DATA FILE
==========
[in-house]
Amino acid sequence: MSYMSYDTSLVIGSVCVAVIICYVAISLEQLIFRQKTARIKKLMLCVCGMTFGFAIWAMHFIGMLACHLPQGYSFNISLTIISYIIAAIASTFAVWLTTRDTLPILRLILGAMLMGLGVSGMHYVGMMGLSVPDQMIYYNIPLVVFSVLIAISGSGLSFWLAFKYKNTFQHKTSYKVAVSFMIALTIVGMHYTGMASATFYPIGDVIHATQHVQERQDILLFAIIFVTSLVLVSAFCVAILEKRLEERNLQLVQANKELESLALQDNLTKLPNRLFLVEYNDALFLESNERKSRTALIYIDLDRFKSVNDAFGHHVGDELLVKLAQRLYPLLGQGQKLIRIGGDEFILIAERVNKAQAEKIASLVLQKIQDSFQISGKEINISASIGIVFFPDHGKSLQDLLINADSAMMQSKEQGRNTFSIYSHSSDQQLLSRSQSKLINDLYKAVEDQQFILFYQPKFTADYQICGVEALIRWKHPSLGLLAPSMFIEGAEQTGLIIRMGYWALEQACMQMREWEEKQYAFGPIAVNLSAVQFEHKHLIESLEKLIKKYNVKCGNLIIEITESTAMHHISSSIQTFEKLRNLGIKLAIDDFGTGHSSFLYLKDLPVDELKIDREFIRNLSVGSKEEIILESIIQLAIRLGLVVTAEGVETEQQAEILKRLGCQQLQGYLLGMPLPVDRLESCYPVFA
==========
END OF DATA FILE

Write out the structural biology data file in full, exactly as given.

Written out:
[in-house]
Amino acid sequence: MSYMSYDTSLVIGSVCVAVIICYVAISLEQLIFRQKTARIKKLMLCVCGMTFGFAIWAMHFIGMLACHLPQGYSFNISLTIISYIIAAIASTFAVWLTTRDTLPILRLILGAMLMGLGVSGMHYVGMMGLSVPDQMIYYNIPLVVFSVLIAISGSGLSFWLAFKYKNTFQHKTSYKVAVSFMIALTIVGMHYTGMASATFYPIGDVIHATQHVQERQDILLFAIIFVTSLVLVSAFCVAILEKRLEERNLQLVQANKELESLALQDNLTKLPNRLFLVEYNDALFLESNERKSRTALIYIDLDRFKSVNDAFGHHVGDELLVKLAQRLYPLLGQGQKLIRIGGDEFILIAERVNKAQAEKIASLVLQKIQDSFQISGKEINISASIGIVFFPDHGKSLQDLLINADSAMMQSKEQGRNTFSIYSHSSDQQLLSRSQSKLINDLYKAVEDQQFILFYQPKFTADYQICGVEALIRWKHPSLGLLAPSMFIEGAEQTGLIIRMGYWALEQACMQMREWEEKQYAFGPIAVNLSAVQFEHKHLIESLEKLIKKYNVKCGNLIIEITESTAMHHISSSIQTFEKLRNLGIKLAIDDFGTGHSSFLYLKDLPVDELKIDREFIRNLSVGSKEEIILESIIQLAIRLGLVVTAEGVETEQQAEILKRLGCQQLQGYLLGMPLPVDRLESCYPVFA